|In many countries it has long been the tradition to hold an annual tree or forest festival. The origin of such celebrations dates back to antiquity and is in the dawn of religious feeling and awe for what trees represented. However, Arbor Day, as it is commonly known today, is of American origin and evolved from conditions peculiar to the Great Plains. It was first observed in Nebraska in 1872.
The idea, conceived by J.S. Morton, then a member of the Nebraska State Board of Agriculture, was one of forest conservation. It was a move to promote replanting, following deforestation, and to plant up treeless areas. The idea has spread widely to other lands where it is variously celebrated as the 'Festival of Trees', 'Greening Week' of Japan, 'The New Year's Days of Trees' in Israel, 'The Tree-loving Week' of Korea, 'The Reforestation Week' of Yugoslavia, 'The Students' Afforestation Day' of Iceland and 'The National Festival of Tree Planting' in India. Arbor Day in its various forms is now recognised in more than fifty countries.
THE IMPORTANCE OF ARBOR DAY
On Arbor Day, particular attention is drawn to the part trees play in our lives. It's not just a day to plant trees and then forget the gesture for another twelve months. Planting a tree one day is no credit to us if, during the rest of the year, we neglect to care for it and those already growing. Our thought on Arbor Day should be an expression of enduring feeling, thought and action and not just one single, isolated flame of interest.
In schools and other community groups, this day can be celebrated in many different ways.
·By planting trees or shrubs in school grounds, along neighbouring streets or in civic parks.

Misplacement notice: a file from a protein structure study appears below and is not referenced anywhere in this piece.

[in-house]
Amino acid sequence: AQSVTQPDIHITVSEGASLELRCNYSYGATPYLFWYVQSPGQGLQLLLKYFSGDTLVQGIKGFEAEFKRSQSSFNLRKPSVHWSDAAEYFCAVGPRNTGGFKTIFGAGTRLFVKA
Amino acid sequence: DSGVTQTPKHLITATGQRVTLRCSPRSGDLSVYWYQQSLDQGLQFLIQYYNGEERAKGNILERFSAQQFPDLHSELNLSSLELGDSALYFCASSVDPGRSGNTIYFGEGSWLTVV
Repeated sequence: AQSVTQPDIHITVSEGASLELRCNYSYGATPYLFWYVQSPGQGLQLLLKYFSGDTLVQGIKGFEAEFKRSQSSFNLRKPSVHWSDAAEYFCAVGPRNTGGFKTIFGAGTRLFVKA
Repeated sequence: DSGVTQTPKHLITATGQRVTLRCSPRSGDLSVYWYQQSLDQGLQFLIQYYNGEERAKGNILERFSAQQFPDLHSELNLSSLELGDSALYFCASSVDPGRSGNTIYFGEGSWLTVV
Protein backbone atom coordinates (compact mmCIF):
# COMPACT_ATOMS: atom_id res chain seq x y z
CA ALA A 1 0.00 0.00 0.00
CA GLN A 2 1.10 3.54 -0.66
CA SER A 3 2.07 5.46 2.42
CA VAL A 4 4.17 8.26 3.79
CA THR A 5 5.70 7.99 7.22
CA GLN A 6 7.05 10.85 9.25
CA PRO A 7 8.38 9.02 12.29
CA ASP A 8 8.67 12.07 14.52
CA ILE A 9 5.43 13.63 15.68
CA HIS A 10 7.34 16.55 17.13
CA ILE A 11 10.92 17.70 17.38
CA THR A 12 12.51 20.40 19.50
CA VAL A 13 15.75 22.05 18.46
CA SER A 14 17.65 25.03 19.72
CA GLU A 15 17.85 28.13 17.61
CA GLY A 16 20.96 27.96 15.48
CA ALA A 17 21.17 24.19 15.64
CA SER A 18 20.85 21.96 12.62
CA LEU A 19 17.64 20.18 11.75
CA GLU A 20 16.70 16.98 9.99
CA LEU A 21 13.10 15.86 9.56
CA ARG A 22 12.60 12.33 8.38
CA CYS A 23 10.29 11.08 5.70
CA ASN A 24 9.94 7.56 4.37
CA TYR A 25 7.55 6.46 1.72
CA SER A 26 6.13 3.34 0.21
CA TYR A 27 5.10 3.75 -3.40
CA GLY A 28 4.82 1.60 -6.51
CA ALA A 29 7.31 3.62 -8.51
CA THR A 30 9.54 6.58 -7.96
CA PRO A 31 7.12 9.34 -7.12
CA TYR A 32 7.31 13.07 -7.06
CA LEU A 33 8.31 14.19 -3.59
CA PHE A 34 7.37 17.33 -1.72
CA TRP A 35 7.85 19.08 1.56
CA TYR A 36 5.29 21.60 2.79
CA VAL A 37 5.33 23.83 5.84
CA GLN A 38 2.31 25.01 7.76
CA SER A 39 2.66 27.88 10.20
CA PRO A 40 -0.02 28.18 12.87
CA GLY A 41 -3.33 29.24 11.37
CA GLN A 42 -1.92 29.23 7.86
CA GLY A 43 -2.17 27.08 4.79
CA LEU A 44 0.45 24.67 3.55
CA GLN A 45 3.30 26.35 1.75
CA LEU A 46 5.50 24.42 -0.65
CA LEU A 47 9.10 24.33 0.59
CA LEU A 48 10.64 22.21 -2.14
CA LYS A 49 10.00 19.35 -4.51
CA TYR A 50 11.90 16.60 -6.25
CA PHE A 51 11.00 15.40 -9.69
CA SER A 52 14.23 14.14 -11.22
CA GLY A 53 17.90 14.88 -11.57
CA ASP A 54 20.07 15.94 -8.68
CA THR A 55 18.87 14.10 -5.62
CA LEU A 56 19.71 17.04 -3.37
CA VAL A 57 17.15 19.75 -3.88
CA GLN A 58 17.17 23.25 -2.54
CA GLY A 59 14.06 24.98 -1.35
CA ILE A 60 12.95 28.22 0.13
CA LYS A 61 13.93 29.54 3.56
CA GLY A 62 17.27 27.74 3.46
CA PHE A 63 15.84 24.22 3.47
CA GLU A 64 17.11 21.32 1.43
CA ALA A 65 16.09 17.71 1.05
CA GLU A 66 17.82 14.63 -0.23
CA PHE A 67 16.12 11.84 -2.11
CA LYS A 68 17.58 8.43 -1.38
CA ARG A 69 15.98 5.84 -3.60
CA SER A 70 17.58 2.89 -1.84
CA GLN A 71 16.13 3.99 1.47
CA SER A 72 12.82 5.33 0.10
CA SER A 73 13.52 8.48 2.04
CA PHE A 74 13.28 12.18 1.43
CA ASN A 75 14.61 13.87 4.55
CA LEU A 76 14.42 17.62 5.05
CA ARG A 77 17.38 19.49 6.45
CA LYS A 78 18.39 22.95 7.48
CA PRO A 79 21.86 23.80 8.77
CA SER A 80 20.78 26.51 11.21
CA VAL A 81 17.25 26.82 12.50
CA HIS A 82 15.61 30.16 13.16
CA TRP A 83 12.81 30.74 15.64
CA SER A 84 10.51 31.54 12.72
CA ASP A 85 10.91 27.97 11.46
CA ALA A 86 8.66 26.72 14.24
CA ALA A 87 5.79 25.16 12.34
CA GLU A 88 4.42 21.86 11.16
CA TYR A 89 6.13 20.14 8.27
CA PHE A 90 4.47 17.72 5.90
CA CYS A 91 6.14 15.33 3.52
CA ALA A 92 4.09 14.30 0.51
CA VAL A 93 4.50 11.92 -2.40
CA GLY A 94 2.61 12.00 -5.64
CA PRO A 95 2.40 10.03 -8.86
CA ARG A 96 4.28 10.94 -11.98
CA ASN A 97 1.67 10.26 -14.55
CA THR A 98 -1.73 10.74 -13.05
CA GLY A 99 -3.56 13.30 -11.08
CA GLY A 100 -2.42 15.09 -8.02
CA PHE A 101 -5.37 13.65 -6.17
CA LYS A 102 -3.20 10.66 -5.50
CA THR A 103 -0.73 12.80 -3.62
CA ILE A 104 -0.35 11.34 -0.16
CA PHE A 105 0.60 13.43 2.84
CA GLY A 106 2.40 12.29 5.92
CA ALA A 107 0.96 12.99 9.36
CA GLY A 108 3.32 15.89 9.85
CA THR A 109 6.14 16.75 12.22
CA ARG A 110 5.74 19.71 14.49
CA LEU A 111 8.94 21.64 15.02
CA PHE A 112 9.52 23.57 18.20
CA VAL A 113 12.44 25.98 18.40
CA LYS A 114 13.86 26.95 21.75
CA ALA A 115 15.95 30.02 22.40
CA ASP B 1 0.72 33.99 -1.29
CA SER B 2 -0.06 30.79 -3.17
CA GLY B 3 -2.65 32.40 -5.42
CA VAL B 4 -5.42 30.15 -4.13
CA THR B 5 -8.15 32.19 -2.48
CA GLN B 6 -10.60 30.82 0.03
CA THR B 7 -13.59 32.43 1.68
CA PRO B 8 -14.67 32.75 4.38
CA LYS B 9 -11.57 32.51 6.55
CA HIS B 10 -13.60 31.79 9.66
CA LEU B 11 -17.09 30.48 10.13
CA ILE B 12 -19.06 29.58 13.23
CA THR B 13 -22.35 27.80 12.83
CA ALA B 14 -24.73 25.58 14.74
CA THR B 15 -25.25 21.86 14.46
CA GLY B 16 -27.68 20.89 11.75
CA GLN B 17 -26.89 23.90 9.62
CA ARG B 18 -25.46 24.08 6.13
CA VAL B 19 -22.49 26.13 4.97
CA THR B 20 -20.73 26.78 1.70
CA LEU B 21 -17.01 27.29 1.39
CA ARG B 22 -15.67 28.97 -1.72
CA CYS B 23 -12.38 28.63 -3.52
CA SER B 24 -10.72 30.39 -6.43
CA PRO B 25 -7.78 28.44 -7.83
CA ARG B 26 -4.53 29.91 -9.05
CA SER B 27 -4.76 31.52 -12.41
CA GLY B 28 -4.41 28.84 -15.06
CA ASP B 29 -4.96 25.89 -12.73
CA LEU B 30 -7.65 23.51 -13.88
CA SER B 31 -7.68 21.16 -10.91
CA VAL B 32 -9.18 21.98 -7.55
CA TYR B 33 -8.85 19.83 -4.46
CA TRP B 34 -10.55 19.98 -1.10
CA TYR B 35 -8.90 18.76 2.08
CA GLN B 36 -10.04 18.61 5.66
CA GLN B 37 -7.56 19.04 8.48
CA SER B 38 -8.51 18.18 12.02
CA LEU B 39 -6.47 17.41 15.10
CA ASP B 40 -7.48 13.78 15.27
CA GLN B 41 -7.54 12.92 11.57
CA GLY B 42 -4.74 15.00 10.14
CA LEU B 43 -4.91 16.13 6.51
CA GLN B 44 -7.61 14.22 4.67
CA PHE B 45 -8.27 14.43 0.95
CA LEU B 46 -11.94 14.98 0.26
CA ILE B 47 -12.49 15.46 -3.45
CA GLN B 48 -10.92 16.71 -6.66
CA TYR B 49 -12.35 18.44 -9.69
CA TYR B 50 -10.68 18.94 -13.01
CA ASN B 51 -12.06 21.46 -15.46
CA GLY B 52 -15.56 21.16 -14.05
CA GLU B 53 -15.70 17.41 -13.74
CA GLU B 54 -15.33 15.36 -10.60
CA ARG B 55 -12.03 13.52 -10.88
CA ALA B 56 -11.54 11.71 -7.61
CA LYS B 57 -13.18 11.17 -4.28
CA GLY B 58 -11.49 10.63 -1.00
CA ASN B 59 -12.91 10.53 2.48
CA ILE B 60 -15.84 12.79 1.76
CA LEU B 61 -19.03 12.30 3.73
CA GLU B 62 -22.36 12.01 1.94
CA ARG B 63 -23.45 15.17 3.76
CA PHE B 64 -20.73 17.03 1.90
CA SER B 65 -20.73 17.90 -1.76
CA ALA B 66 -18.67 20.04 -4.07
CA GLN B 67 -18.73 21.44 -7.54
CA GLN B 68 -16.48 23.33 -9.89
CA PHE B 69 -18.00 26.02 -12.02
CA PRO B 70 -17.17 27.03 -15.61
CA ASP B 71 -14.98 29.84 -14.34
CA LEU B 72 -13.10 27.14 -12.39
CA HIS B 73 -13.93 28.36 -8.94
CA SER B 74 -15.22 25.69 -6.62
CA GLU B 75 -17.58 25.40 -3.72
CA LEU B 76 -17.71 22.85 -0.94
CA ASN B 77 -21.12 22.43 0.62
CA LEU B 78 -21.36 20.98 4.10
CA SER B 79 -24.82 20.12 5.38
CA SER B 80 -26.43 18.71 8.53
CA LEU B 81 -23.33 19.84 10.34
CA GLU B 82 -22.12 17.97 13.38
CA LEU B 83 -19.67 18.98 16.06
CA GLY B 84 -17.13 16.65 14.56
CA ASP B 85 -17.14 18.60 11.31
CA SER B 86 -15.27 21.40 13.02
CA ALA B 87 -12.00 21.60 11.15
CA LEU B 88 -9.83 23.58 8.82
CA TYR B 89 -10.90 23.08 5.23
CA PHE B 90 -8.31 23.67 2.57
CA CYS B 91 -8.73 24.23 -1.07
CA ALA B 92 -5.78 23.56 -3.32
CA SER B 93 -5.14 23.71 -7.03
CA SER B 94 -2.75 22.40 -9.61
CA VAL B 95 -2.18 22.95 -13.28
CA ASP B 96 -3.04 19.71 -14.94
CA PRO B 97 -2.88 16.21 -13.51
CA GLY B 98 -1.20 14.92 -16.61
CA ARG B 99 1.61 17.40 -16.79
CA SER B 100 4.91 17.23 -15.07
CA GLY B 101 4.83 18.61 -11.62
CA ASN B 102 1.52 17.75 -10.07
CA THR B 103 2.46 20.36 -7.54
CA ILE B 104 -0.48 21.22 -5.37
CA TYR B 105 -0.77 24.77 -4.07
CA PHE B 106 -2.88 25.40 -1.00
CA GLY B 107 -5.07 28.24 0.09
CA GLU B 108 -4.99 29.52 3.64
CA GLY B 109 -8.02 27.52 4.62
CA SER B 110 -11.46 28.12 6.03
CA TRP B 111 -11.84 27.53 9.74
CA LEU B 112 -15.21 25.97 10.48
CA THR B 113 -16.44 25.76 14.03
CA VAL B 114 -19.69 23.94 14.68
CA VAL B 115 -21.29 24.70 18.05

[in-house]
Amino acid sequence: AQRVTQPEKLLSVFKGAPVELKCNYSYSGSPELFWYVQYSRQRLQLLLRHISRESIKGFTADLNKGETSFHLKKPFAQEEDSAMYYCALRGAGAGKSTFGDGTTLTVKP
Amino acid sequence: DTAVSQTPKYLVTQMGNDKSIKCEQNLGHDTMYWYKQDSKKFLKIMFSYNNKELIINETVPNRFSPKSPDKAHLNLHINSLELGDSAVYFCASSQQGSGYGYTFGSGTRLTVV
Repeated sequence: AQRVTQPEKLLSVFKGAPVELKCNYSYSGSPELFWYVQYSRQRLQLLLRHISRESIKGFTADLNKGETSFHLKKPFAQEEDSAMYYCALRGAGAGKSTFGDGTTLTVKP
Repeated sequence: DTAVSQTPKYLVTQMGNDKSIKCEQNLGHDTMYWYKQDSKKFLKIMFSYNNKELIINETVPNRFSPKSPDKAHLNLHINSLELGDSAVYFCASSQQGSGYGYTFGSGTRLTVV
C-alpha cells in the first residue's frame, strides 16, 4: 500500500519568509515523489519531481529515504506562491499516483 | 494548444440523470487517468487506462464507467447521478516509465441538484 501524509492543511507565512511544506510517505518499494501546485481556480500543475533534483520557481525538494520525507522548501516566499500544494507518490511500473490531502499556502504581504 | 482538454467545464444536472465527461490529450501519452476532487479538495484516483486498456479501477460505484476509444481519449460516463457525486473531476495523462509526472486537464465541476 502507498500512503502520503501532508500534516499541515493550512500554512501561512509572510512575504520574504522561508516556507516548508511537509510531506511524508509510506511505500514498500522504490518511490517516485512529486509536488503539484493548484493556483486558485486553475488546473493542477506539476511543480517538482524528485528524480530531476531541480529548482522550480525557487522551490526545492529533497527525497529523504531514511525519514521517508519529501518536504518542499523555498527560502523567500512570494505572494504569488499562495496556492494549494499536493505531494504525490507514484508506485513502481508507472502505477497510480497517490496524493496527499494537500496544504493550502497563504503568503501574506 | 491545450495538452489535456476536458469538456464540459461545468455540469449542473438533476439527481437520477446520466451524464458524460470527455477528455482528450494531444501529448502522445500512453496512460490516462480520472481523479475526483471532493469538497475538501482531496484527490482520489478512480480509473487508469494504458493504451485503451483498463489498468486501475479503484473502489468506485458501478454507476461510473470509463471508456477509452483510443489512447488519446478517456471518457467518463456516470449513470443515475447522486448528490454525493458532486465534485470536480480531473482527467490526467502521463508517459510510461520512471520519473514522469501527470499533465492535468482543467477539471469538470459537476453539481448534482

·By 'adopting' a patch of bush, with the landowner's consent, and caring for it by removal of weeds, rubbish, etc, by preparing firebreaks and by fencing and making paths to reduce trampling.
·By presenting a play or mime about trees in the history of Australia.
·By completing a project about certain types of trees (eg. jarrah, boab, karri) or a famous tree like the Gloucester Tree near Pemberton.
·As a class activity or common interest group go on a visit to a bush area with a spokesperson to explain the characteristics of plant species and their niche in the natural environment.
·Collect some tree seeds, germinate them in a classroom, and plant out the seedling.
·Carry out identification of trees in a specific part of your school or neighbourhood. A tree labelling ceremony could also be arranged.
·Compile a list of everyday objects that are made of wood or wood-based materials, and find out how the wood was processed, where it came from and whatever else you can.
Trees and shrubs, whether native or introduced to WA, provide opportunities for the interest and study by the whole community, and when we walk around our own neighbourhood or drive through the countryside, we can appreciate the importance of such a diversity of plants to the well being of humanity.